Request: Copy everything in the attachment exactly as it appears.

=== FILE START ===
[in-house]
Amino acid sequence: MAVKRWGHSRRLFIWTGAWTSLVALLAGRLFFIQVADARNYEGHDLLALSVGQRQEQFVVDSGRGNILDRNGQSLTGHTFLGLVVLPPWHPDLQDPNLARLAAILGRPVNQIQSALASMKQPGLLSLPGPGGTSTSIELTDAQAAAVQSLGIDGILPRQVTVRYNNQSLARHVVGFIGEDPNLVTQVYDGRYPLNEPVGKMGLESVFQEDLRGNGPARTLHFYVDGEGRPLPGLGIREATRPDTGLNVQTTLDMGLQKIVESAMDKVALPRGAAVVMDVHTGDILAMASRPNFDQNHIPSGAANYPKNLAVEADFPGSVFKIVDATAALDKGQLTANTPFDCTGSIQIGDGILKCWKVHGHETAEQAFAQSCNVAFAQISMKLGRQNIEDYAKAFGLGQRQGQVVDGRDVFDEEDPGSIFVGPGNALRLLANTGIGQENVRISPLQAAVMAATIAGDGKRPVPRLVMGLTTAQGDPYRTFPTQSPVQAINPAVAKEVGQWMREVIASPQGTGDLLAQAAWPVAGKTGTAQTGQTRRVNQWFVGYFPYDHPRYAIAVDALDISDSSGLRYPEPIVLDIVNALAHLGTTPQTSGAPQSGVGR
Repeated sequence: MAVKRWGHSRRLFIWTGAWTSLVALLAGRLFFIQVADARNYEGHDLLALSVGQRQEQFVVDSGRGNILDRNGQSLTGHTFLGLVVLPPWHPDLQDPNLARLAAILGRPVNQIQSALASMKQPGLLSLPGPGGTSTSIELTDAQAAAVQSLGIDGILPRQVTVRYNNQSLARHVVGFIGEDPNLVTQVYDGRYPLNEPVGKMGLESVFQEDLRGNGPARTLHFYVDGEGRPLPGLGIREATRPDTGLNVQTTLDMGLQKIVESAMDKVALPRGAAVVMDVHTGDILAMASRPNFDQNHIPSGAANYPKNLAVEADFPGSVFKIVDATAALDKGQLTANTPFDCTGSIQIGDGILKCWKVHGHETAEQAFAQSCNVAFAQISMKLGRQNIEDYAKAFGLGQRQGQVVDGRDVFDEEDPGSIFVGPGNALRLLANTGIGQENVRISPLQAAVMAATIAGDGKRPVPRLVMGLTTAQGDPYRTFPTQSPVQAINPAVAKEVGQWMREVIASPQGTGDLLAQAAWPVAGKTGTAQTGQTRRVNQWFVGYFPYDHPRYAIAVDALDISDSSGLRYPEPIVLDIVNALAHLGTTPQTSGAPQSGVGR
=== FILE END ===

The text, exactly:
[in-house]
Amino acid sequence: MAVKRWGHSRRLFIWTGAWTSLVALLAGRLFFIQVADARNYEGHDLLALSVGQRQEQFVVDSGRGNILDRNGQSLTGHTFLGLVVLPPWHPDLQDPNLARLAAILGRPVNQIQSALASMKQPGLLSLPGPGGTSTSIELTDAQAAAVQSLGIDGILPRQVTVRYNNQSLARHVVGFIGEDPNLVTQVYDGRYPLNEPVGKMGLESVFQEDLRGNGPARTLHFYVDGEGRPLPGLGIREATRPDTGLNVQTTLDMGLQKIVESAMDKVALPRGAAVVMDVHTGDILAMASRPNFDQNHIPSGAANYPKNLAVEADFPGSVFKIVDATAALDKGQLTANTPFDCTGSIQIGDGILKCWKVHGHETAEQAFAQSCNVAFAQISMKLGRQNIEDYAKAFGLGQRQGQVVDGRDVFDEEDPGSIFVGPGNALRLLANTGIGQENVRISPLQAAVMAATIAGDGKRPVPRLVMGLTTAQGDPYRTFPTQSPVQAINPAVAKEVGQWMREVIASPQGTGDLLAQAAWPVAGKTGTAQTGQTRRVNQWFVGYFPYDHPRYAIAVDALDISDSSGLRYPEPIVLDIVNALAHLGTTPQTSGAPQSGVGR
Repeated sequence: MAVKRWGHSRRLFIWTGAWTSLVALLAGRLFFIQVADARNYEGHDLLALSVGQRQEQFVVDSGRGNILDRNGQSLTGHTFLGLVVLPPWHPDLQDPNLARLAAILGRPVNQIQSALASMKQPGLLSLPGPGGTSTSIELTDAQAAAVQSLGIDGILPRQVTVRYNNQSLARHVVGFIGEDPNLVTQVYDGRYPLNEPVGKMGLESVFQEDLRGNGPARTLHFYVDGEGRPLPGLGIREATRPDTGLNVQTTLDMGLQKIVESAMDKVALPRGAAVVMDVHTGDILAMASRPNFDQNHIPSGAANYPKNLAVEADFPGSVFKIVDATAALDKGQLTANTPFDCTGSIQIGDGILKCWKVHGHETAEQAFAQSCNVAFAQISMKLGRQNIEDYAKAFGLGQRQGQVVDGRDVFDEEDPGSIFVGPGNALRLLANTGIGQENVRISPLQAAVMAATIAGDGKRPVPRLVMGLTTAQGDPYRTFPTQSPVQAINPAVAKEVGQWMREVIASPQGTGDLLAQAAWPVAGKTGTAQTGQTRRVNQWFVGYFPYDHPRYAIAVDALDISDSSGLRYPEPIVLDIVNALAHLGTTPQTSGAPQSGVGR